Dilemma for Kate? Does the Duchess show solidarity with #TimesUp or stick to royal rules?
The Duchess, who will attend this year’s British Academy Film Awards (BAFTA) ceremony with her husband, the Duke of Cambridge, is about to be landed in a diplomatic minefield. Actresses are gearing up to don black dresses in support of the #TimesUp movement, a campaign against sexual harassment prompted by the #MeToo phenomenon.
The move comes after the Academy Awards in the US saw only a handful of women ignore the call of solidarity by wearing lighter shades. Kate is faced with a crisis: show solidarity or keep with the royal family’s policy of avoiding political statements or comment.
Kensington Palace told RT that they would not comment, but they did confirm that Meghan Markle – Prince Harry’s fiancée – would not be in attendance, only the Duchess and Duke.
A letter to BAFTA guests, published by film industry magazine the Hollywood Reporter, has laid out plans from a “collective of UK based female film and television industry leaders,” for a “physical and visual representation of our solidarity with people across all industries who have experienced sexual harassment and abuse or have been held back due to an imbalance in power.”
“Here in the UK, more than half of all women and nearly two-thirds of women aged 18 to 24 have experienced sexual harassment at work,” the letter said.
“And we hope that those of us who are privileged enough to have a platform, can use it to raise awareness of the experiences of women beyond our industry, whose experiences are often silenced and marginalized.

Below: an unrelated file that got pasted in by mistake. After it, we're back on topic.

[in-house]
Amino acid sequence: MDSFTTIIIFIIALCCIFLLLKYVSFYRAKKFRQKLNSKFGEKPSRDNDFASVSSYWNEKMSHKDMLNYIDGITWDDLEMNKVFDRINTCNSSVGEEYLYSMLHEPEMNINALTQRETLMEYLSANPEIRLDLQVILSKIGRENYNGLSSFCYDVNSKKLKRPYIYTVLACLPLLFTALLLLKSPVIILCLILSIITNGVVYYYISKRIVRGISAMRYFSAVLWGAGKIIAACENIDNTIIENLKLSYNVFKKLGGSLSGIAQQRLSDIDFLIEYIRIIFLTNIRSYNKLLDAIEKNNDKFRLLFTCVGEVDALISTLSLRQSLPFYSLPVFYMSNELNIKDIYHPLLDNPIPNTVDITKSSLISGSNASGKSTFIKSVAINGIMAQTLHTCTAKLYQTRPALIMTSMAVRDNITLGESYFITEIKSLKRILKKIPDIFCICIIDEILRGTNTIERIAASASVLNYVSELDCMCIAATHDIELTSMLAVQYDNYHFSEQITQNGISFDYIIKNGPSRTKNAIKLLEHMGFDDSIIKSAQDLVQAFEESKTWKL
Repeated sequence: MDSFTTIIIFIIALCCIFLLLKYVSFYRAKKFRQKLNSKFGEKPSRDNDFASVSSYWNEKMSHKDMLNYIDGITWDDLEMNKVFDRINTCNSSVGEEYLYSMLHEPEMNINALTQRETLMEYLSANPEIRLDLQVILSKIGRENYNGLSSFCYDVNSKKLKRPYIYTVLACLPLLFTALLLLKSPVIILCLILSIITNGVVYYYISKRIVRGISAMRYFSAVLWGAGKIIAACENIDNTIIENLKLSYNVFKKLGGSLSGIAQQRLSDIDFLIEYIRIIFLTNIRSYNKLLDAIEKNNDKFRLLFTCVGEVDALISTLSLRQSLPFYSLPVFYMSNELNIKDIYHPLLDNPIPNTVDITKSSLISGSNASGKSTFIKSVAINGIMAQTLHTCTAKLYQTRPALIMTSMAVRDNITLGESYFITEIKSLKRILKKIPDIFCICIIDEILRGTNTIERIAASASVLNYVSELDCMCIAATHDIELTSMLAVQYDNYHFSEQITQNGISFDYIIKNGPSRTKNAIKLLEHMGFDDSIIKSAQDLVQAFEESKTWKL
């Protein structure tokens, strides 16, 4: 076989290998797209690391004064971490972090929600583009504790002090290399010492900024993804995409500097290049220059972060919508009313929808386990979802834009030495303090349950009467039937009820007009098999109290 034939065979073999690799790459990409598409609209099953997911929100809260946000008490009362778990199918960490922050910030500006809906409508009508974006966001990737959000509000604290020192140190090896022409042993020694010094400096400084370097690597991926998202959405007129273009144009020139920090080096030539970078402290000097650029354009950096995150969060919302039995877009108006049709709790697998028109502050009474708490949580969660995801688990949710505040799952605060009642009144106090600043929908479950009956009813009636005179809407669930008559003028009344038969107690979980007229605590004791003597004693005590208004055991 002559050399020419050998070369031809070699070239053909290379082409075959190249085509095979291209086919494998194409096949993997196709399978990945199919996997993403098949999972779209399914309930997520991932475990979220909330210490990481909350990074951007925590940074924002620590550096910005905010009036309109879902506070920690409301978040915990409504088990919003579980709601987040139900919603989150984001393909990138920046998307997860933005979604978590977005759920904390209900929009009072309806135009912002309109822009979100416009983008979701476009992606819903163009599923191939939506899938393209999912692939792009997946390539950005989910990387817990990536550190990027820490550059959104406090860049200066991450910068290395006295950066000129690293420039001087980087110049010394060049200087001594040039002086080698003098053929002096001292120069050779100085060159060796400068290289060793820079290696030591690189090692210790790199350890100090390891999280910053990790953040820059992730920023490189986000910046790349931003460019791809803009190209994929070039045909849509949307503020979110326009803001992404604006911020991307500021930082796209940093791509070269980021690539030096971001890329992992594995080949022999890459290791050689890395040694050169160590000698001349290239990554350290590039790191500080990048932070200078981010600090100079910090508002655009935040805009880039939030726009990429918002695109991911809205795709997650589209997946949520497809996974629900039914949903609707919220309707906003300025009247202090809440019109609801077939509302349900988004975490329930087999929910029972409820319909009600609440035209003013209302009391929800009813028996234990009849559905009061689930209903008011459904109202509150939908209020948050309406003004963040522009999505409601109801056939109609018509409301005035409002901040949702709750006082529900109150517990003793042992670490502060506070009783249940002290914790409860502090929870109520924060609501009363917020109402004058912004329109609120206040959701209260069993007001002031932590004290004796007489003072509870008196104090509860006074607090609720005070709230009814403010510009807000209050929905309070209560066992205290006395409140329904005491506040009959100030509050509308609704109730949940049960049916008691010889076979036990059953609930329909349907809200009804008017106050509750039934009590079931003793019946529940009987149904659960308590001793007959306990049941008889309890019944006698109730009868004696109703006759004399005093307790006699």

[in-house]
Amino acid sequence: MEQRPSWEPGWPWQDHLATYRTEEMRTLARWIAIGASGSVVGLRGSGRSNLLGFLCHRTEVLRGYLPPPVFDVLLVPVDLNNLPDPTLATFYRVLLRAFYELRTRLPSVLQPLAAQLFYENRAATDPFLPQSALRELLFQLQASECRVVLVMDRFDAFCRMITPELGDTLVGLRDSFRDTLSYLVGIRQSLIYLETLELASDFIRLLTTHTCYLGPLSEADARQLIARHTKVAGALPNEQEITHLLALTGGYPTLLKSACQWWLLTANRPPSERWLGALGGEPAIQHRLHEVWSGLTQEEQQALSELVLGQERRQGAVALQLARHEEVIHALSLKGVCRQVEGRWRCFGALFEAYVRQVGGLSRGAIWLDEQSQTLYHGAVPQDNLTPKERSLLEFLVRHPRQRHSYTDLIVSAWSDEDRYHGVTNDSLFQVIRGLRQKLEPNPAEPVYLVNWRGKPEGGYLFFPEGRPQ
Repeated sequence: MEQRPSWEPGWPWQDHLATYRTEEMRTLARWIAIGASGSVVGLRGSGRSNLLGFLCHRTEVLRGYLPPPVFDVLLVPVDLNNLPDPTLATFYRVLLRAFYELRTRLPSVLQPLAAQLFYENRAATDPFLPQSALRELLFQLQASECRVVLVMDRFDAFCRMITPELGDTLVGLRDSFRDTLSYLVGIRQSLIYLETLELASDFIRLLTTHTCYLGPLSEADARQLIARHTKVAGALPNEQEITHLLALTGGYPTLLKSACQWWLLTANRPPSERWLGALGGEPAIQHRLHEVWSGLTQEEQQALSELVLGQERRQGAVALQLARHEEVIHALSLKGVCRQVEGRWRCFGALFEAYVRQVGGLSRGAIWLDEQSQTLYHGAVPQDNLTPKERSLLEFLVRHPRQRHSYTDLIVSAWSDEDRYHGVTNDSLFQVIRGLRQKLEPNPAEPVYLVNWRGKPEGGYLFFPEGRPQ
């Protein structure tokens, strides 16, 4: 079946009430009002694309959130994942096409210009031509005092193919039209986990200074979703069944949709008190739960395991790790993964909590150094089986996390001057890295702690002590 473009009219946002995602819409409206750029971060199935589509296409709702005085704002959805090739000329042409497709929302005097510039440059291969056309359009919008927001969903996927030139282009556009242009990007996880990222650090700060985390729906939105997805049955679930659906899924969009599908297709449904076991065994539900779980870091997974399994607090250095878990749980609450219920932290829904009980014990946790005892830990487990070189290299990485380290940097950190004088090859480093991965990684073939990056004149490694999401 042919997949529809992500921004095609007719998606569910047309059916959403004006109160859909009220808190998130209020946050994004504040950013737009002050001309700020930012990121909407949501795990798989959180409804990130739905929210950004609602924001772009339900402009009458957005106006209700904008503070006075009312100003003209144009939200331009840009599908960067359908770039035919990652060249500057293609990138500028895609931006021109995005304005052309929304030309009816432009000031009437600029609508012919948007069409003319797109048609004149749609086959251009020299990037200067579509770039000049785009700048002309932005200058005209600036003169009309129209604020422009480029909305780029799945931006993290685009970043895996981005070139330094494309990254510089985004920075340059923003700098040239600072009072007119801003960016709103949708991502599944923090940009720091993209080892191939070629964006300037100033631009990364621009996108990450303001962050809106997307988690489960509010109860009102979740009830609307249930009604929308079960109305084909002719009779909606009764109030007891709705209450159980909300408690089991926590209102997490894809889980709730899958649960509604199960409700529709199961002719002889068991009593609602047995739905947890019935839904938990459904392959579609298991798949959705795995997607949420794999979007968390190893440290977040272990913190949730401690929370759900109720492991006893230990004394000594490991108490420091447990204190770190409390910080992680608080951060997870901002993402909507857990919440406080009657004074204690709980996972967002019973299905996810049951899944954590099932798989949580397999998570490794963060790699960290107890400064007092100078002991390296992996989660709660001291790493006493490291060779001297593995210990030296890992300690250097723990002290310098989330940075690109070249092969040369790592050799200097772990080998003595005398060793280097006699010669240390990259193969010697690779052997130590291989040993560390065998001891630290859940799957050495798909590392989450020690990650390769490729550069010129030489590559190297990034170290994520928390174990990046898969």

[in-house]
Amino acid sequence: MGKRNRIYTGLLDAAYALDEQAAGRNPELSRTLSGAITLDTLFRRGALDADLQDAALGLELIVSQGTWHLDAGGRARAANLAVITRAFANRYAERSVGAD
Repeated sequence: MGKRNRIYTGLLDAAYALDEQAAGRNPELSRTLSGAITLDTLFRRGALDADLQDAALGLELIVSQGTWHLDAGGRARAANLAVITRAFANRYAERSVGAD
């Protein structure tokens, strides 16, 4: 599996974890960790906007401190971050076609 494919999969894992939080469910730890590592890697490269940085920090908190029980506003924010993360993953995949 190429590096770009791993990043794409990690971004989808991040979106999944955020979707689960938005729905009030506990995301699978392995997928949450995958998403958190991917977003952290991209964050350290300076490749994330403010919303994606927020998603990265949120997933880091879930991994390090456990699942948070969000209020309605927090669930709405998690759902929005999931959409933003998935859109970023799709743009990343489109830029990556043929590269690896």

“At this point, we are keeping things under wraps as the UK-side movement shapes up and we'll have some exciting plans to announce soon. We wanted to personally reach out to you at this point to let you know of the colour code and we will be in touch again with more information, including talking points on why we're wearing black.”
While stars have not publicly vowed to wear black to the BAFTAs, Harry Potter star Emma Watson all-but confirmed it with a single, simple tweet.
BAFTA CEO Amanda Berry told the Telegraph that awards organizers are braced for speeches about the Hollywood harassment scandal. "It often has (been used as a platform) in the past, I think in different years there have been different issues,” she said.
"People obviously feel it's a very powerful platform. The film awards go out globally so that makes it even more powerful, so we never say to people don't say anything, please just thank the crew or whatever it is. Because if somebody feels passionately about it, they are going to say it. There has been a lot of conversation to date and obviously that conversation continues, awards season shines a very bright spotlight on that conversation."
The BAFTAs will take place on February 18 at London’s Royal Albert Hall.
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